If there’s anything New Yorkers complain about along with rent, it’s the subway. Yes, it’s one of only three cities in the world with a 24/hour 365/day a year public transportation system. Yes, it’s far cheaper than the Tube in London, not to mention a car payment + insurance + gas. Yes, it brings New Yorkers together as a people, forcing them to share public space, thus further enabling cultural and racial acceptance, the fundamental trademark of New York City society. Yes, it gives New Yorkers something to collectively joke about — such as: “Ladies and gentlemen, it’s showtime!”
But don’t we still just want to murder someone when we hear the words, “We’re delayed because of train traffic ahead of us. Please be patient . . .”?
There’s something else though, that largely goes unnoticed in the subway, and that’s the MTA’s Arts & Designprojects — the murals, installations, paintings and sculpture that inhabit stations throughout the city. Subway station art adds atmosphere to the metro, is socially and politically conscious, and sometimes done by world-renowned artists who were commissioned directly from the city. There is so much work to admire, and we should stop and take a look at it. If anything, to take a little break between our complaining.
Here are a few examples of some subway station art, but there are many more.
Station: 8th Avenue and 14th Street, A/C/E and L
Artwork: Life Underground by Tom Otterness
This one is a favorite of New Yorkers. These hilarious cartoon bronze sculptures really take over the station depicting playful yet sometimes disturbing situations, such as an alligator dipping its head out of a manhole to bite a person with a moneybag head. So, what’s going on here? The installation is a parody of Boss Tweed and big money greed.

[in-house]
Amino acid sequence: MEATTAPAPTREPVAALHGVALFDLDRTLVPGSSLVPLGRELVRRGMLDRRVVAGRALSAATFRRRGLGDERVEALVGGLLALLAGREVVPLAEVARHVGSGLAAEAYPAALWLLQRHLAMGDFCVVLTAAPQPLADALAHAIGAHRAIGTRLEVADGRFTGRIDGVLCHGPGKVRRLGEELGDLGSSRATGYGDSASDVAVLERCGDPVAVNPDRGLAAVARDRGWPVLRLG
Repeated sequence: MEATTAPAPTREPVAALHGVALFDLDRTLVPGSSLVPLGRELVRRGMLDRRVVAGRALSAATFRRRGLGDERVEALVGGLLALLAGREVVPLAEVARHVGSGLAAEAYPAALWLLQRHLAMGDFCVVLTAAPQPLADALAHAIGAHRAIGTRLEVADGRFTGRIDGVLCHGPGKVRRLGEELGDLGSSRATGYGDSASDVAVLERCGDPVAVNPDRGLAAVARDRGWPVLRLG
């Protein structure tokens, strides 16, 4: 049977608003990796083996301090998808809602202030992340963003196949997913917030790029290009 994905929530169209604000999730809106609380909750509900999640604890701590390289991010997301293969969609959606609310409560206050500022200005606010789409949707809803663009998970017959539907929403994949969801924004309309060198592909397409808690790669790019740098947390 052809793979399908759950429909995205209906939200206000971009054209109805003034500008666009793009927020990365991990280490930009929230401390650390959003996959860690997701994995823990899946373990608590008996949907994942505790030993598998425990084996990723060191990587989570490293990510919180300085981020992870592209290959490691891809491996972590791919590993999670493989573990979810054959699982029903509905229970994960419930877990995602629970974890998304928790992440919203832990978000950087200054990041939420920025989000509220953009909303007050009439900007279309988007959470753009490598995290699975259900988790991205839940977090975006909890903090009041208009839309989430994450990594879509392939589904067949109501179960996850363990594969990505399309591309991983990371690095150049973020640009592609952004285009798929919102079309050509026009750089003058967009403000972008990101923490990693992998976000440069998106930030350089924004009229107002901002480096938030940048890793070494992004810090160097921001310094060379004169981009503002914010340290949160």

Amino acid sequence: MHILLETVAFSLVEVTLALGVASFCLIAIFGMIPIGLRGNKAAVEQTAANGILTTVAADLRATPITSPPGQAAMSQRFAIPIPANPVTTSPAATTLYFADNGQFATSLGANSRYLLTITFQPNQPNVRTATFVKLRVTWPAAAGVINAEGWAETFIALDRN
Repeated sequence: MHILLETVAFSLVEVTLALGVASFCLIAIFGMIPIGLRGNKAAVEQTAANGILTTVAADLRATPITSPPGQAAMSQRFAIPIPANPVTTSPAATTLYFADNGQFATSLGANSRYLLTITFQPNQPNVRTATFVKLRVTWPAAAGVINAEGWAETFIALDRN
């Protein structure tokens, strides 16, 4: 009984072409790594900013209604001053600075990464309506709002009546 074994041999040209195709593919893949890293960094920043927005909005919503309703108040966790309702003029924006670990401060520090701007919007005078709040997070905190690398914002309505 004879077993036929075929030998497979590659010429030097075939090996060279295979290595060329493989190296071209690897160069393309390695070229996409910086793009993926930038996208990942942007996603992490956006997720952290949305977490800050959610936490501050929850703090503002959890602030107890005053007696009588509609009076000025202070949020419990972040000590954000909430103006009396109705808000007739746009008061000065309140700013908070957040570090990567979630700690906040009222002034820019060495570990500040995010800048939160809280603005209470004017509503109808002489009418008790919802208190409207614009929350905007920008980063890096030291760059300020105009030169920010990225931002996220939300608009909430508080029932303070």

Station: 50th Street, 1/2 Trains
Artwork: Alice: The Way Out by Liliana Porter
Source: MTA Arts & Design
As you were waiting for the 1 Train to come did you ever think to yourself, “Wait, is that the Mad Hatter?” Yes. Yes it is.
Station: Prince Street, N/Q/R Trains
Artwork: Carrying On by Janet Zweig
This one is very sad. What the Prince Street subway station is actually depicting is a narrative of 1,200 people who were walking away from the World Trade Center after the 9/11 attacks. The artwork simultaneously speaks of the people who had to walk from the event carrying things in their hands, but also how New York as a place must carry on. The piece pays homage to those directly affected by 9/11, and is also a testament to the spirit of New Yorkers.
Station: 42nd Street — Times Square, Too Many Trains to List
Artwork: Next Stop, Times Square by Roy Lichtenstein
Lichtenstein’s 6 feet high and 53 feet long enamel mural was a gift to New York City, the place of his birth, death, and most of his life. It’s a futuristic depiction of NYC transportation, something that Lichtenstein loved and believed in. The MTA commissioned Lichtenstein for public art in 1992 and installed the piece in 2002.